7. And Kate, what the hell does it matter whether Turing killed himself or not? (His death was in fact ruled a suicide.) It is the heinous treatment he received by a homophobic state that is at issue here! Let’s keep our eye on the ball.

    Comment by Shamelessly Atheist — August 19, 2009 @ 3:18 pm

  8. How did Dawkins get famous and what keeps his name in the news? Stories such as these.

    #7 It matters because of the context of the story. Dawkins is saying that the man killed himself because of blue laws, and blames those laws on Christianity, when we don’t really know what happened to him.

    Comment by Kate — August 19, 2009 @ 4:42 pm

  9. #6 Reminds me of the scene in Cyrano when someone insults his ugly nose, remember? I am not as witty as he in my comebacks, so I tend to just ignore them. Folk who resort to insult usually can’t make an actual point very well.

    Comment by Kate — August 19, 2009 @ 4:43 pm

  10. @8 Assume, for the sake of argument, that despite the findings of the Coroner’s Inquest to the contrary, Turing’s death was accidental, as his mother imagined.

    Would that, in any way, make what was done to Turing any less awful? Would his criminal sentencing to chemical castration be any less a miscarriage of justice?

    Comment by John the Skeptic — August 19, 2009 @ 9:30 pm

  11. Of course not, but firstly, I don’t believe that is Dawkins’ motivation; Secondly, an apology is meaningless. The current Bristish government had nothing to do with it, and all an apology would serve to do is further Dawkins’ anti religion adjenda. The real work in this case has long since been done – those laws are no longer on the books.

    Comment by Kate — August 20, 2009 @ 8:57 am

  12. I think we all can agree why Dawkins supports this apology, at least in part: he sees it as a way of highlighting what he sees the pernicous effects of religion on law.

    You say that these particular laws are no longer on the books. True enough, but gays are still subject to legal discrimination in other ways. By reminding people of what was done to a hero likeTuring, it may help end the continuing discrimination that gays face. That seems to be a worthwhile goal.

    Comment by Bobby funn — August 20, 2009 @ 1:26 pm

  13. I think it is nothing more than a publicity stunt, and a misuse of Turing’s name. I wonder what his family think about it.

    Comment by Kate — August 20, 2009 @ 3:13 pm

  14. So, what was done to Turing is okay if he didn’t kill himself? Don’t be so daft!

    Comment by Shamelessly Atheist — August 20, 2009 @ 6:06 pm

  15. I can’t imagine Turing’s family objecting to an apology. Can you?

    Comment by Bobby funn — August 20, 2009 @ 7:30 pm

  16. #14 Um, No, of course not. Whatever gave you that idea? It is certainly not what I meant.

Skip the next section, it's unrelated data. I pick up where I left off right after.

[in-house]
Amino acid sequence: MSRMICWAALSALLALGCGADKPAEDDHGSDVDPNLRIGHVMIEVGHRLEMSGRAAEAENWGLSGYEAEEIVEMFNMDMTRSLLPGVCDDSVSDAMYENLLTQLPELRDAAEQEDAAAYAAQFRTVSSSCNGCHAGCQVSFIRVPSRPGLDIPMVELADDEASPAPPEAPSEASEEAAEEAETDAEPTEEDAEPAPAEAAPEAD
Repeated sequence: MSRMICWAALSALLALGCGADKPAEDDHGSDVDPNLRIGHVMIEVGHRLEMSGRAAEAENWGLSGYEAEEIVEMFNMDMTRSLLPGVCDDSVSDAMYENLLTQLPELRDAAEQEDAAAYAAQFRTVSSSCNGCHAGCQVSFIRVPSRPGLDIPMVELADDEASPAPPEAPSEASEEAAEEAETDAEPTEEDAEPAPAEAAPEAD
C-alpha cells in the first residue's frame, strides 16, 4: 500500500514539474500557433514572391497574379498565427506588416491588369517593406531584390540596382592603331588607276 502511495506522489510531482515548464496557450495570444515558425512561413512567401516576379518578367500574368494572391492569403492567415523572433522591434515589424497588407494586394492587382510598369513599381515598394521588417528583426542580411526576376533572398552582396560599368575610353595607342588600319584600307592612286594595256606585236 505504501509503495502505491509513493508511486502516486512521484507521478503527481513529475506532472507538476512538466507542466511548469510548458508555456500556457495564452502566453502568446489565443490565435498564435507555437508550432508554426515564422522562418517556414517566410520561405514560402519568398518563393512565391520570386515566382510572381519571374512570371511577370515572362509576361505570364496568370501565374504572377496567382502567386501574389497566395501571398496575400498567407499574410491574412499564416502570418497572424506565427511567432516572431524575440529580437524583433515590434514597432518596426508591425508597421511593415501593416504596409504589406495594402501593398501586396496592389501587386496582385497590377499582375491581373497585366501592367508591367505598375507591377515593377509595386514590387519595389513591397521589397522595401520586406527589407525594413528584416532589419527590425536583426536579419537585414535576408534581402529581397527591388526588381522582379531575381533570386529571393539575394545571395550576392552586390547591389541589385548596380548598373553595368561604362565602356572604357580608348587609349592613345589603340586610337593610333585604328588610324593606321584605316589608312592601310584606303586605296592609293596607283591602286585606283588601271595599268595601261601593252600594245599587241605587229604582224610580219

#15 If they thought he was just being used, they might.

    Comment by Kate — August 20, 2009 @ 10:03 pm

  17. Well, so far i haven’t heard a word of complaint from Turing’s family. Have you?

    Comment by Bobby funn — August 21, 2009 @ 12:28 am

  18. Millions of would-be people have been destroyed by the materialist/Culture of Death values of abortionsts, and a good few hundred thousand by nations/leaders committed to atheism – they (unlike most “apologisers”) are really guilty – will we get any apologies from them? I doubt it.

    Comment by John Thomas — August 21, 2009 @ 8:39 am

  19. I’ve read that one of the reasons there will be no apology is that Turing has no surviving family.

    It isn’t clear that he committed suicide–it’s possible that he died by accident or, as I believe
    Dawkins himself has suggested, was murdered by the British government as a security risk. If Turing did commit suicide (as he probably did) it isn’t plain that it was because of his arrest and its consequences. Turing remained very active intellectually, working in biology and physics, and, as far as I can
    tell, remained actively homosexual–he saw nothing wrong with it. This was a complicated fellow,
    we don’t know why he killed himself, in fact,
    and it does Turing a kind of violence to reduce him to a martyr for gay rights.

    No question that the laws were horrible, but then I suppose there is no reason to apologize
    to Turing in particular. Why not to everybody prosecuted?

    Turing needs no apologies, he has been honored repeatedly, especially in the UK.
    He is going to be remembered as one of the greats. The father of the digital
    computer! A bit like making a poster-boy
    of Isaac Newton for some current cause.

    Comment by anicca — September 1, 2009 @ 5:34 pm